Sakie Yokota walks with her children. Megumi (right) was with family 42 years ago.
It’s autumn, the season when the clear sky seems so distant and nature transforms into a beautiful deep green in Japan. At times I almost lose hope, but the support from all those who have sworn to save you keeps me going.
October 15, 2002. The five victims who were abducted by North Korea, just like you, returned to Japan. They were Kaoru and Yukiko Hasuike, Yasushi and Fukie Chimura, and Hitomi Soga. The five walked down the gangway, one step at a time, as if they were unsteady on their feet.
Five abductees came down from the airplane, but….
Members of the Association of Families of Victims Kidnapped by North Korea (AFVKN) gathered at Haneda airport. With a Japanese flag in hand, the members held a banner saying, “Welcome back.” We celebrated the return of these five abductees. The state crimes that had been hidden in the dark for so long were finally revealed to the public in broad daylight.
Shigeru and Sakie Yokota were at the airport on the day of five abductees’ return
“Please help us!”—the families had desperately cried out on the streets as they held photos of their loved ones. Finally now, those loved had returned home. However, the youthful, happy faces in the photos were now old, gaunt, and tired.
“They really managed to come back,” I thought, but a rush of sadness welled up inside me because it was as if the pain they had endured in North Korea was seeping out of them.
That day, your father, mother, and the school principal of Niigata Primary School, Yoshiei Baba, also welcomed the five back to Japan. We were still staring at the gangway after the five reached the ground. We all thought, “Perhaps there’s someone left on the plane. Perhaps Megumi is still inside.” But nobody else stepped out onto our homeland.
September 17, 2002. North Korea admitted to the abductions at the Japan-North Korea Summit, but insisted that the rest were already dead—including you. The families that had gathered in Tokyo felt completely shattered.
The families of the victims considered dead were overcome with so much fury, grief, and such a violent whirlpool of emotions that it felt like we were losing our minds. The families who were told that their loved ones were still alive could only tremble and apologize. Some were even crying.
The victims of state crimes shouldn’t have been the ones to apologize. It was such a cruel and unfair verdict. These families had been fighting together since the establishment of AFVKN in 1997, and were dragged into a chaos worse than anything we had ever experienced. But despite of what we were told, we held each other, faced the future, and swore that we would continue fighting.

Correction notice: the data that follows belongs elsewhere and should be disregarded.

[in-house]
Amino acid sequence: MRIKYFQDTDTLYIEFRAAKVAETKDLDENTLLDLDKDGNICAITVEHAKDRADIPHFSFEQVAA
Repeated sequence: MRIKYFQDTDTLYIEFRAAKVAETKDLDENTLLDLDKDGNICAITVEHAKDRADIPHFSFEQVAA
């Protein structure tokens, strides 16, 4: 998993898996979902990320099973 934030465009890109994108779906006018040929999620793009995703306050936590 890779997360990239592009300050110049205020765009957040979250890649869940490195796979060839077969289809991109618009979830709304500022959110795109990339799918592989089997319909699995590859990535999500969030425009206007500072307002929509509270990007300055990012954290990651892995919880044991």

I couldn’t believe North Korea’s assertion. Such a happy, energetic girl like you couldn’t be dead. North Korea even handed us human remains insisting they were yours, but they turned out to be fake. They even pointed at your supposed life in North Korea and the circumstances of your abduction as evidence, but everything was smeared with lies.
It has been 15 years since the five abductees came home, but I have always believed that you will come back one day, if not now. Yet, not a single person has returned since. Each day has been agonizing, as if I were living in hell.
AFVKN has travelled across Japan to demand action over the abductions. Members have flown all over the world to tell VIPs about the seriousness and urgency of the situation with North Korea. And yet, we have no sight of the children that were stolen from us.
Your father and I are old now, and we are not as agile as before. The National Association for the Rescue of Japanese Kidnapped by North Korea (NARKN) was especially important to us, but we have decided not to participate this year because of our health and it has become necessary to take care of your father. We feel terribly sorry and guilty.
It has been 40 years since you and so many others were abducted. Twenty years have passed since our family started campaigning for your rescue. I feel so much guilt and regret about my failing strength, because other people have sacrificed so much to secure the release of abductees. I can feel their pain and grief so strongly that it hurts.
Your brothers Takuya and Tetsuya are now desperately continuing the campaign, travelling to the United States and regions throughout Japan for us. Your brothers used to be young children, but now they are proud fathers. It just shows how much time has passed.
A general election was held in Japan this week. Our family has always longed for “a government that thinks about the country and will resolve the abduction problem.” We hope the citizens have chosen the candidates who share the same desire. I believe this election was of utmost importance.
It is an embarrassment to our country that we cannot even save our own citizens. I pray that regardless of the party affiliation of those elected, they will do their very best to collect information and act quickly to save the abductees. We don’t have much time left.
Tensions are also rising because of the nuclear weapons and missile crisis. I believe the leader of North Korea must be a very lonely person; if only he could open up his heart and converse with people all over the world. I pray for such an opportunity to arise.
Megumi, I always greet you, even though I cannot see you. Your father and mother always feel so close to you. We did everything we could, and we will continue to do everything in our power, pray, and entrust the rest to God. The day for rejoicing will come; just wait a little longer.
(Click here to read the letter in Japanese.)
Read the other letters to Megumi:
Check out JAPAN Forward’s special coverage of the Japanese kidnapped by North Korea